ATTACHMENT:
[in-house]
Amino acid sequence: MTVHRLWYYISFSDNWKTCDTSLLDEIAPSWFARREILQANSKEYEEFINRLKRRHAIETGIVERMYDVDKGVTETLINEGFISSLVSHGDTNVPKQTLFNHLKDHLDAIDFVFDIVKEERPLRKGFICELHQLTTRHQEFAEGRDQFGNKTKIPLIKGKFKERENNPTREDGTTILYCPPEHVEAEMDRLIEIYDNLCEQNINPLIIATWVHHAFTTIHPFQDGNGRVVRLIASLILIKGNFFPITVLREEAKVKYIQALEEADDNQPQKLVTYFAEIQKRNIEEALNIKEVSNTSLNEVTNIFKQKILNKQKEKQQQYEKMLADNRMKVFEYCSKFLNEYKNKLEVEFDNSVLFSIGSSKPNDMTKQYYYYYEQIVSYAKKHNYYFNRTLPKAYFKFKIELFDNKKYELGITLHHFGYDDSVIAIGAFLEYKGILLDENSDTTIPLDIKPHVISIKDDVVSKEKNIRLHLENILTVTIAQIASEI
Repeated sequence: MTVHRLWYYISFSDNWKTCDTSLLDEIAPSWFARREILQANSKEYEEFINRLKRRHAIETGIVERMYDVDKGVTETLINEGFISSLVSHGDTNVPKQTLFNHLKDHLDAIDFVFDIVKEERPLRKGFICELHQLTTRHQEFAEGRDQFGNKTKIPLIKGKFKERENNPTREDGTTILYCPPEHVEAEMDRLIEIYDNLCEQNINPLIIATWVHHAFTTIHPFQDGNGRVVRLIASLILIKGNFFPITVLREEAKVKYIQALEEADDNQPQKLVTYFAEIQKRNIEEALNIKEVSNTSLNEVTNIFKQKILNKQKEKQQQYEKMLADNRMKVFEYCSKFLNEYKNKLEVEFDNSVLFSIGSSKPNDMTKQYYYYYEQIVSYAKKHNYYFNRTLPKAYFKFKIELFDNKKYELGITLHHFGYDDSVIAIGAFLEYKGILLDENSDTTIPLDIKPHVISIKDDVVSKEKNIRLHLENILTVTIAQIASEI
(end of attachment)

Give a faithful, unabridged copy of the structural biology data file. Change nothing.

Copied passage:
[in-house]
Amino acid sequence: MTVHRLWYYISFSDNWKTCDTSLLDEIAPSWFARREILQANSKEYEEFINRLKRRHAIETGIVERMYDVDKGVTETLINEGFISSLVSHGDTNVPKQTLFNHLKDHLDAIDFVFDIVKEERPLRKGFICELHQLTTRHQEFAEGRDQFGNKTKIPLIKGKFKERENNPTREDGTTILYCPPEHVEAEMDRLIEIYDNLCEQNINPLIIATWVHHAFTTIHPFQDGNGRVVRLIASLILIKGNFFPITVLREEAKVKYIQALEEADDNQPQKLVTYFAEIQKRNIEEALNIKEVSNTSLNEVTNIFKQKILNKQKEKQQQYEKMLADNRMKVFEYCSKFLNEYKNKLEVEFDNSVLFSIGSSKPNDMTKQYYYYYEQIVSYAKKHNYYFNRTLPKAYFKFKIELFDNKKYELGITLHHFGYDDSVIAIGAFLEYKGILLDENSDTTIPLDIKPHVISIKDDVVSKEKNIRLHLENILTVTIAQIASEI
Repeated sequence: MTVHRLWYYISFSDNWKTCDTSLLDEIAPSWFARREILQANSKEYEEFINRLKRRHAIETGIVERMYDVDKGVTETLINEGFISSLVSHGDTNVPKQTLFNHLKDHLDAIDFVFDIVKEERPLRKGFICELHQLTTRHQEFAEGRDQFGNKTKIPLIKGKFKERENNPTREDGTTILYCPPEHVEAEMDRLIEIYDNLCEQNINPLIIATWVHHAFTTIHPFQDGNGRVVRLIASLILIKGNFFPITVLREEAKVKYIQALEEADDNQPQKLVTYFAEIQKRNIEEALNIKEVSNTSLNEVTNIFKQKILNKQKEKQQQYEKMLADNRMKVFEYCSKFLNEYKNKLEVEFDNSVLFSIGSSKPNDMTKQYYYYYEQIVSYAKKHNYYFNRTLPKAYFKFKIELFDNKKYELGITLHHFGYDDSVIAIGAFLEYKGILLDENSDTTIPLDIKPHVISIKDDVVSKEKNIRLHLENILTVTIAQIASEI